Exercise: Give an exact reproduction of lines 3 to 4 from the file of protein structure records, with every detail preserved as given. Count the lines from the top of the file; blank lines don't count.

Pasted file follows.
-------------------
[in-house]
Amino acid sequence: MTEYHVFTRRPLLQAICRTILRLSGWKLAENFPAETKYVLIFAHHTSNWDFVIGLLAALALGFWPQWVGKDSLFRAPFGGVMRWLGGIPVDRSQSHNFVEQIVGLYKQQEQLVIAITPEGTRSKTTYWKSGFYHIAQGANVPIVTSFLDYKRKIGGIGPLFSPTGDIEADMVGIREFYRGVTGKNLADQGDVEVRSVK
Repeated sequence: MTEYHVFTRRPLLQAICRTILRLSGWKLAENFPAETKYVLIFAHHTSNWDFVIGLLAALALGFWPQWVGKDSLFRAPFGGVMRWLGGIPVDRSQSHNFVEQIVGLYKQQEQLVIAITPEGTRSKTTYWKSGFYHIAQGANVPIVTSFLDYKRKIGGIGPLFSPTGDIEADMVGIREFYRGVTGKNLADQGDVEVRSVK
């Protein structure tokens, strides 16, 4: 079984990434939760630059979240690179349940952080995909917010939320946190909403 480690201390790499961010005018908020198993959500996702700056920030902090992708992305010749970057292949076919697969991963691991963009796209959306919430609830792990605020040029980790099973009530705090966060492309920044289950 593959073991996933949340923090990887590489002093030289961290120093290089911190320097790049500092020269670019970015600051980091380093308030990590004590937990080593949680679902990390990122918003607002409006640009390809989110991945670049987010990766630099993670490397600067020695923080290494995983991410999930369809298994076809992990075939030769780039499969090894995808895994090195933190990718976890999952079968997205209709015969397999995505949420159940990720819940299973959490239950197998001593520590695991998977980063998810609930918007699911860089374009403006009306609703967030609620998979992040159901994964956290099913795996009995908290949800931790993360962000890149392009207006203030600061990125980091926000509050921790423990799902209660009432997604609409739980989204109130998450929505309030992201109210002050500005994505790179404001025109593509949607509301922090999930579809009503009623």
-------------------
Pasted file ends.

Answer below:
Repeated sequence: MTEYHVFTRRPLLQAICRTILRLSGWKLAENFPAETKYVLIFAHHTSNWDFVIGLLAALALGFWPQWVGKDSLFRAPFGGVMRWLGGIPVDRSQSHNFVEQIVGLYKQQEQLVIAITPEGTRSKTTYWKSGFYHIAQGANVPIVTSFLDYKRKIGGIGPLFSPTGDIEADMVGIREFYRGVTGKNLADQGDVEVRSVK
């Protein structure tokens, strides 16, 4: 079984990434939760630059979240690179349940952080995909917010939320946190909403 480690201390790499961010005018908020198993959500996702700056920030902090992708992305010749970057292949076919697969991963691991963009796209959306919430609830792990605020040029980790099973009530705090966060492309920044289950 593959073991996933949340923090990887590489002093030289961290120093290089911190320097790049500092020269670019970015600051980091380093308030990590004590937990080593949680679902990390990122918003607002409006640009390809989110991945670049987010990766630099993670490397600067020695923080290494995983991410999930369809298994076809992990075939030769780039499969090894995808895994090195933190990718976890999952079968997205209709015969397999995505949420159940990720819940299973959490239950197998001593520590695991998977980063998810609930918007699911860089374009403006009306609703967030609620998979992040159901994964956290099913795996009995908290949800931790993360962000890149392009207006203030600061990125980091926000509050921790423990799902209660009432997604609409739980989204109130998450929505309030992201109210002050500005994505790179404001025109593509949607509301922090999930579809009503009623």